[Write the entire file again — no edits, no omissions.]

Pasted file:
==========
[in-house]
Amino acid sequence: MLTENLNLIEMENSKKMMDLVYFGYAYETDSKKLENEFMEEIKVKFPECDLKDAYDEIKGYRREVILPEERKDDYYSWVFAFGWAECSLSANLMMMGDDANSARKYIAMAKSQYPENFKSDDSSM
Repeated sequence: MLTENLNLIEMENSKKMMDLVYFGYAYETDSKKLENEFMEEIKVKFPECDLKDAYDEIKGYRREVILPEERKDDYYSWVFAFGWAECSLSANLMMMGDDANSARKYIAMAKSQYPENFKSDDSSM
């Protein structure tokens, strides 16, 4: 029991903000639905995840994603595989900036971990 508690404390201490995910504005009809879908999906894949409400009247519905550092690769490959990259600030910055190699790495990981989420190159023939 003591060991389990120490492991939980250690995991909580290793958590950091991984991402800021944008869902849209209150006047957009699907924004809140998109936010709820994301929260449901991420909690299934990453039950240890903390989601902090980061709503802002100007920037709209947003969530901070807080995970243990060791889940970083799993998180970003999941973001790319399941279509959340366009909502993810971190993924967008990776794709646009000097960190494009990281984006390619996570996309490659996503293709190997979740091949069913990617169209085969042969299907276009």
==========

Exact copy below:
[in-house]
Amino acid sequence: MLTENLNLIEMENSKKMMDLVYFGYAYETDSKKLENEFMEEIKVKFPECDLKDAYDEIKGYRREVILPEERKDDYYSWVFAFGWAECSLSANLMMMGDDANSARKYIAMAKSQYPENFKSDDSSM
Repeated sequence: MLTENLNLIEMENSKKMMDLVYFGYAYETDSKKLENEFMEEIKVKFPECDLKDAYDEIKGYRREVILPEERKDDYYSWVFAFGWAECSLSANLMMMGDDANSARKYIAMAKSQYPENFKSDDSSM
């Protein structure tokens, strides 16, 4: 029991903000639905995840994603595989900036971990 508690404390201490995910504005009809879908999906894949409400009247519905550092690769490959990259600030910055190699790495990981989420190159023939 003591060991389990120490492991939980250690995991909580290793958590950091991984991402800021944008869902849209209150006047957009699907924004809140998109936010709820994301929260449901991420909690299934990453039950240890903390989601902090980061709503802002100007920037709209947003969530901070807080995970243990060791889940970083799993998180970003999941973001790319399941279509959340366009909502993810971190993924967008990776794709646009000097960190494009990281984006390619996570996309490659996503293709190997979740091949069913990617169209085969042969299907276009």